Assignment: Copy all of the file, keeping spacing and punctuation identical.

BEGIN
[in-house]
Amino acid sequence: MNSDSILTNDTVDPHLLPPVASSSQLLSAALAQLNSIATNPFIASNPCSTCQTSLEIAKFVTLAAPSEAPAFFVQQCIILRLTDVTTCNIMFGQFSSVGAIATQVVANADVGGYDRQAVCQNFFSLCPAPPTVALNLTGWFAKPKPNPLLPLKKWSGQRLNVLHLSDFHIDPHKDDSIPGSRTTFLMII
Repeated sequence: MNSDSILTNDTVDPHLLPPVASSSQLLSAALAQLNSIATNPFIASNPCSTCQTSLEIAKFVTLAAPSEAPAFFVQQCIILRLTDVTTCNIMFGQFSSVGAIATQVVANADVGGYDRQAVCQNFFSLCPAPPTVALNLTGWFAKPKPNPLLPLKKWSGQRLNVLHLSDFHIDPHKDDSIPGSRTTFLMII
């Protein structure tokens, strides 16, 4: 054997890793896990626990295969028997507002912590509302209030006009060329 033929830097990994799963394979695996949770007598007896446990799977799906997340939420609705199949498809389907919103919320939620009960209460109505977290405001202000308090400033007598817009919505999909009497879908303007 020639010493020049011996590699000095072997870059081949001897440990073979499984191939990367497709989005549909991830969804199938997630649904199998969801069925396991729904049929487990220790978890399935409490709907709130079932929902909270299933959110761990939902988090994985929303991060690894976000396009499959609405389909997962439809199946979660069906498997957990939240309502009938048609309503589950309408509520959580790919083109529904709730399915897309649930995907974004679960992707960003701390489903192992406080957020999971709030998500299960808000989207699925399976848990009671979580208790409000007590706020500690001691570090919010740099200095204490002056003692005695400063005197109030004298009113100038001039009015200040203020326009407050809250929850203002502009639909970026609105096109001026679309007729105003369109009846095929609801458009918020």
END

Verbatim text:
[in-house]
Amino acid sequence: MNSDSILTNDTVDPHLLPPVASSSQLLSAALAQLNSIATNPFIASNPCSTCQTSLEIAKFVTLAAPSEAPAFFVQQCIILRLTDVTTCNIMFGQFSSVGAIATQVVANADVGGYDRQAVCQNFFSLCPAPPTVALNLTGWFAKPKPNPLLPLKKWSGQRLNVLHLSDFHIDPHKDDSIPGSRTTFLMII
Repeated sequence: MNSDSILTNDTVDPHLLPPVASSSQLLSAALAQLNSIATNPFIASNPCSTCQTSLEIAKFVTLAAPSEAPAFFVQQCIILRLTDVTTCNIMFGQFSSVGAIATQVVANADVGGYDRQAVCQNFFSLCPAPPTVALNLTGWFAKPKPNPLLPLKKWSGQRLNVLHLSDFHIDPHKDDSIPGSRTTFLMII
């Protein structure tokens, strides 16, 4: 054997890793896990626990295969028997507002912590509302209030006009060329 033929830097990994799963394979695996949770007598007896446990799977799906997340939420609705199949498809389907919103919320939620009960209460109505977290405001202000308090400033007598817009919505999909009497879908303007 020639010493020049011996590699000095072997870059081949001897440990073979499984191939990367497709989005549909991830969804199938997630649904199998969801069925396991729904049929487990220790978890399935409490709907709130079932929902909270299933959110761990939902988090994985929303991060690894976000396009499959609405389909997962439809199946979660069906498997957990939240309502009938048609309503589950309408509520959580790919083109529904709730399915897309649930995907974004679960992707960003701390489903192992406080957020999971709030998500299960808000989207699925399976848990009671979580208790409000007590706020500690001691570090919010740099200095204490002056003692005695400063005197109030004298009113100038001039009015200040203020326009407050809250929850203002502009639909970026609105096109001026679309007729105003369109009846095929609801458009918020």